That’s what Hannah Westberg, 18, says in her soon-to-be-published book.
Hannah: My True Story of Drugs, Cutting and Mental Illness, which goes on sale next month, explores issues that may hit home to many readers: drinking, drugging, cutting, suicide attempts, hospitalizations – and recovery. Hannah uses a series of vignettes to tell her story and describe the everyday reality of living with mental illness.
By the eighth grade, Hannah was skipping school, drinking, taking pills, and cutting herself. The summer before ninth grade, she attempted suicide for the first time. Since then, there have been stays in the psych unit, several therapists, antidepressants, recovery, relapse, and recovery again.
Hannah says medication and therapy are vital to her wellness, as well as DBT (dialectical behavioral therapy) skills. She says taking care of her body is important to her emotional health.
“I seek balance in my life and my thoughts,” she says. “It’s a complicated process that gets easier over time.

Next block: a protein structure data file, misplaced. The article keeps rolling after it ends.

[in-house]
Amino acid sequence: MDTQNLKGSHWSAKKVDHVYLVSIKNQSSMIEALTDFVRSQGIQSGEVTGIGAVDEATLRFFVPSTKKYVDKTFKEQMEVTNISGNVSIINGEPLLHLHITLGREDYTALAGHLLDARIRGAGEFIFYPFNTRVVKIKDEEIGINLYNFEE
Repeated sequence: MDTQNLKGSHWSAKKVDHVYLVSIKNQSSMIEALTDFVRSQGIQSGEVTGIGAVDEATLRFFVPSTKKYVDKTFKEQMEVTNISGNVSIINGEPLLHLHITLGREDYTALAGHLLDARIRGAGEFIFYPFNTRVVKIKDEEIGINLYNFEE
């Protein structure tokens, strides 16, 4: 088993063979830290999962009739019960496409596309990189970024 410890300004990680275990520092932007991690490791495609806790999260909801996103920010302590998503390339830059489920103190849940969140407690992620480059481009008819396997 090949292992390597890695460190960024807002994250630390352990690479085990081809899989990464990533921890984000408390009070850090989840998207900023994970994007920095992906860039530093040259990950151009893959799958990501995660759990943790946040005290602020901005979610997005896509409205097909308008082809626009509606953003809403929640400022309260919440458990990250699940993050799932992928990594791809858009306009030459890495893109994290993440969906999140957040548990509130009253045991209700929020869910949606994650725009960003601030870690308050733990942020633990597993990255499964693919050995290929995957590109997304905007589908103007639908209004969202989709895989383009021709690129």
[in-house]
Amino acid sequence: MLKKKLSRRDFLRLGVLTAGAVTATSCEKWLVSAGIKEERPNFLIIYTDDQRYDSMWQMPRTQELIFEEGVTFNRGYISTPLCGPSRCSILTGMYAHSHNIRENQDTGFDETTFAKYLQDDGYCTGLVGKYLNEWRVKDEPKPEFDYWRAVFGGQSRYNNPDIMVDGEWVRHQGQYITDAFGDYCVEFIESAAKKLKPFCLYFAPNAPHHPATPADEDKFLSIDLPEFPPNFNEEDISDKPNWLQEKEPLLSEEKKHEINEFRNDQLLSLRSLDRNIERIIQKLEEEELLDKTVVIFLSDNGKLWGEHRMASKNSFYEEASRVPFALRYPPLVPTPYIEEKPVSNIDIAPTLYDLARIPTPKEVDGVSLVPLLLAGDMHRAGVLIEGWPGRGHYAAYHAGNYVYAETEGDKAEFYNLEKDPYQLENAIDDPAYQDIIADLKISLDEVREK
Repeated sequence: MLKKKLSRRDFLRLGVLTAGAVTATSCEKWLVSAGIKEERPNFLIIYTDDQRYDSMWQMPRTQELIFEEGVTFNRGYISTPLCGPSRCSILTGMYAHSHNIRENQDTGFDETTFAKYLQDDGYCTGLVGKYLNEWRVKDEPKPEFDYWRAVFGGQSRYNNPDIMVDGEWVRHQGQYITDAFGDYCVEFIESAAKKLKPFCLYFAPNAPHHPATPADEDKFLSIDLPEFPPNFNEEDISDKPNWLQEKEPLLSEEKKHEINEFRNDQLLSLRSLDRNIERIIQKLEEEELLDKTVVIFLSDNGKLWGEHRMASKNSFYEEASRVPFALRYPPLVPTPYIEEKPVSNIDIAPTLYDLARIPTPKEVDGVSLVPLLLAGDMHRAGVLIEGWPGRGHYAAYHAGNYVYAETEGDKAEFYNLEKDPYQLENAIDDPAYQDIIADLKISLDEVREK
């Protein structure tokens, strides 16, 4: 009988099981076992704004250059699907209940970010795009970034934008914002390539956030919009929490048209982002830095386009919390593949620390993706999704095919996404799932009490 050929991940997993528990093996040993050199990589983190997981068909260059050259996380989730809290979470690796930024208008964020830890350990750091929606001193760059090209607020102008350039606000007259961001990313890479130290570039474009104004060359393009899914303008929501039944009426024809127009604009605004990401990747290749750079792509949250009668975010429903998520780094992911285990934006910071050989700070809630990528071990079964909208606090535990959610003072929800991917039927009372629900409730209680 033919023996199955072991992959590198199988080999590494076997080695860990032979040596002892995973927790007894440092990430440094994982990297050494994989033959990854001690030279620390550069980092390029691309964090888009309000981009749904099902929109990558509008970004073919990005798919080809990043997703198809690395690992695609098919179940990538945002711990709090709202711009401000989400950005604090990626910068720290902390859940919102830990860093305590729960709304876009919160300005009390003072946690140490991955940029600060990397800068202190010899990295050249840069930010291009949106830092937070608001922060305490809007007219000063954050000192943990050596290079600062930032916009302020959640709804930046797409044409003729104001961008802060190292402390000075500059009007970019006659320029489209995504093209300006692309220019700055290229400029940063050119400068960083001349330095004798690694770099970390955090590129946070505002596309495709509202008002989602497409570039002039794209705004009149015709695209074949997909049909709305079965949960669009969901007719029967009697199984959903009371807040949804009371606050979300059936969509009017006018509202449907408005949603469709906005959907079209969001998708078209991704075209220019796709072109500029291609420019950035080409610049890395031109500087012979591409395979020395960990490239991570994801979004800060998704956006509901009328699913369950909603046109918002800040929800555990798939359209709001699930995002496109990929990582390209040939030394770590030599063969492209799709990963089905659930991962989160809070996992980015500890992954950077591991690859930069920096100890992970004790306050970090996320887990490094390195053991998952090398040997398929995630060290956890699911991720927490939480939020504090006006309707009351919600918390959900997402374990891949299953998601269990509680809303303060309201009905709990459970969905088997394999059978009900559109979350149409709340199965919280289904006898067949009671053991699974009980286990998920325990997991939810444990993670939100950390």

“It takes work.”
She hopes young girls who read the book will see that, “although there is no magical fix for these problems, there is a light at the end of the tunnel.”
Hannah said the writing and editing took about six months, accomplished in “bursts” of writing, punctuated by periods of writer’s block or unavoidable interruptions, and completed just in time for the deadline. “Writing about one’s own life is difficult in general,” she said. “It’s hard to be objective. I hope my interpretation shows my feelings clearly and doesn’t hurt anyone in the process, but I told the truth as I experienced it. It was a cathartic act.”
What’s next for Hannah? Enrolled in Clark College, she plans to transfer in two years to a four-year school, where she will study addiction counseling. Her future writing, she says, will probably be essays in the style of David Sedaris and Augusten Burroughs. “I love writing, but I’m not great with fiction, so I might share some more life experiences – after I have some.”
Watch for details of upcoming readings.
Disclosure: Hannah is the daughter of MHAP board member Jenny Westberg, who wrote this article.